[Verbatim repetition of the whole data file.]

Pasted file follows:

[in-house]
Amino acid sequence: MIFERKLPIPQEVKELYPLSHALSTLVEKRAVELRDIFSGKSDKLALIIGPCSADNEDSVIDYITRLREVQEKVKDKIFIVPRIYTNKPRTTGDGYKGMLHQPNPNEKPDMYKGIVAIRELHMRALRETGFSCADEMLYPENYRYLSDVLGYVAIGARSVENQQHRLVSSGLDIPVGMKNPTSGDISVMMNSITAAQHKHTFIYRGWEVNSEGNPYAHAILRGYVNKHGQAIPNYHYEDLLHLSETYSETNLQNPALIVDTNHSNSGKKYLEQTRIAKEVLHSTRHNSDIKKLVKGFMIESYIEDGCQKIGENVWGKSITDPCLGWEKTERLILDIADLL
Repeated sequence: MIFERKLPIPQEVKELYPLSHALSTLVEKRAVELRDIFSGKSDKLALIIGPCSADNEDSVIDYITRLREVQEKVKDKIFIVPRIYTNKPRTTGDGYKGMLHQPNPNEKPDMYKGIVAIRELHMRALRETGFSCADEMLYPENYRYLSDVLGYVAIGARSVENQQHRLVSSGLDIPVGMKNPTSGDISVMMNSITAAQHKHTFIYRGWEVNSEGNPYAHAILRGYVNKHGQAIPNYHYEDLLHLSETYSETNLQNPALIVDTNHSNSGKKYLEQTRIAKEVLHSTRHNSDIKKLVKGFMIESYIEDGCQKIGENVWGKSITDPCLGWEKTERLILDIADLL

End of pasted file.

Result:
[in-house]
Amino acid sequence: MIFERKLPIPQEVKELYPLSHALSTLVEKRAVELRDIFSGKSDKLALIIGPCSADNEDSVIDYITRLREVQEKVKDKIFIVPRIYTNKPRTTGDGYKGMLHQPNPNEKPDMYKGIVAIRELHMRALRETGFSCADEMLYPENYRYLSDVLGYVAIGARSVENQQHRLVSSGLDIPVGMKNPTSGDISVMMNSITAAQHKHTFIYRGWEVNSEGNPYAHAILRGYVNKHGQAIPNYHYEDLLHLSETYSETNLQNPALIVDTNHSNSGKKYLEQTRIAKEVLHSTRHNSDIKKLVKGFMIESYIEDGCQKIGENVWGKSITDPCLGWEKTERLILDIADLL
Repeated sequence: MIFERKLPIPQEVKELYPLSHALSTLVEKRAVELRDIFSGKSDKLALIIGPCSADNEDSVIDYITRLREVQEKVKDKIFIVPRIYTNKPRTTGDGYKGMLHQPNPNEKPDMYKGIVAIRELHMRALRETGFSCADEMLYPENYRYLSDVLGYVAIGARSVENQQHRLVSSGLDIPVGMKNPTSGDISVMMNSITAAQHKHTFIYRGWEVNSEGNPYAHAILRGYVNKHGQAIPNYHYEDLLHLSETYSETNLQNPALIVDTNHSNSGKKYLEQTRIAKEVLHSTRHNSDIKKLVKGFMIESYIEDGCQKIGENVWGKSITDPCLGWEKTERLILDIADLL